An astrophysicist at a Colorado College has claimed that her field is steeped in white supremacy and sexism, due to the "hypermasculine" and "violent" language used to describe the cosmos.
Natalie Gosnell, an assistant professor at the college, takes an unconventional approach to physics by comparing stars with humans in order to turn science into an art. In an interview with the college newspaper, Gosnell claimed she has struggled with the division between art and science that is rooted in "systemic racism."
"As an astrophysicist, I am a product of institutions steeped in systemic racism and white supremacy," Gosnell told Colorado College News.
The tenants of white supremacy emerging [in physics] of individualism and exceptionalism and perfectionism… it's an either-or thinking and there's no subtlety, there's no gray area. All of this is manifested in the way we think about our research and what counts as good research, what counts as important research.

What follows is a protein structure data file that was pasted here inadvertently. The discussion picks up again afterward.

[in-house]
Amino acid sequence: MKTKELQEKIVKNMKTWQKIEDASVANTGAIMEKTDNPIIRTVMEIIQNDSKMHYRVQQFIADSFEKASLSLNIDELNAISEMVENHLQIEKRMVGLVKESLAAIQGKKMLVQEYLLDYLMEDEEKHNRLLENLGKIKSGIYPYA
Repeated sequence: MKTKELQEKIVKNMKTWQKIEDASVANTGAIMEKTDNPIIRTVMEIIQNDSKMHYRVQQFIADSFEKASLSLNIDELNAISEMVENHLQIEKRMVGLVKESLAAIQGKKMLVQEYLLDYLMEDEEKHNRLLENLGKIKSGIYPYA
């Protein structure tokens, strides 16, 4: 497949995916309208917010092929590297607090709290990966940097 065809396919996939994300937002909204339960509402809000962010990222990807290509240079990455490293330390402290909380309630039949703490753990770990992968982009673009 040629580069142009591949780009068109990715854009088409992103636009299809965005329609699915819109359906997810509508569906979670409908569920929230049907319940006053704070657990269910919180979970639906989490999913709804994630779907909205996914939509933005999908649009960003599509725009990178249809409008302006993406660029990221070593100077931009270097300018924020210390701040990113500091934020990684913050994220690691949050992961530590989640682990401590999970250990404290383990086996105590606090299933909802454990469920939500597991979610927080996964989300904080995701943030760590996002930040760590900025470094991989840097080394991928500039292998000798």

Gosnell's work aims "to cross typical disciplinary boundaries to create art-science pieces that re-inscribe outer space as feminist space," she said on her website. She argues that the language used to describe scientific phenomena is sexist and racist, with the way in which stars burn through their fuel and die being viewed through a "hypermasculine" lens and the metaphors used often being "very violent."
An example she gave was that stars which take mass from other stars are labeled "bad boys," though this does not seem to be a widely used scientific term. Much of Gosnell's research is dedicated to understanding blue straggler binary star systems, which often involve one star burning out and merging with another.
Gosnell, who studies binary star systems using telescopes and imaging, has said she tries to combine art and science because the two fields are more similar than people think.
"I think because science and art were so separate, and that's how it is… systemic questions within science, the often chosen metaphors [to discuss science] are very violent and hypermasculine," she said.
Natalie Gosnell, an astrophysicist at Colorado College, has made significant contributions to the field through her research and teaching. Her publications in the last decade earned her the prestigious Cottrell Scholar Award in 2021. She holds a master's and PhD in astronomy from the University of Wisconsin-Madison and has been awarded a postdoctoral fellowship at the University of Texas at Austin, the Daily Mail reported.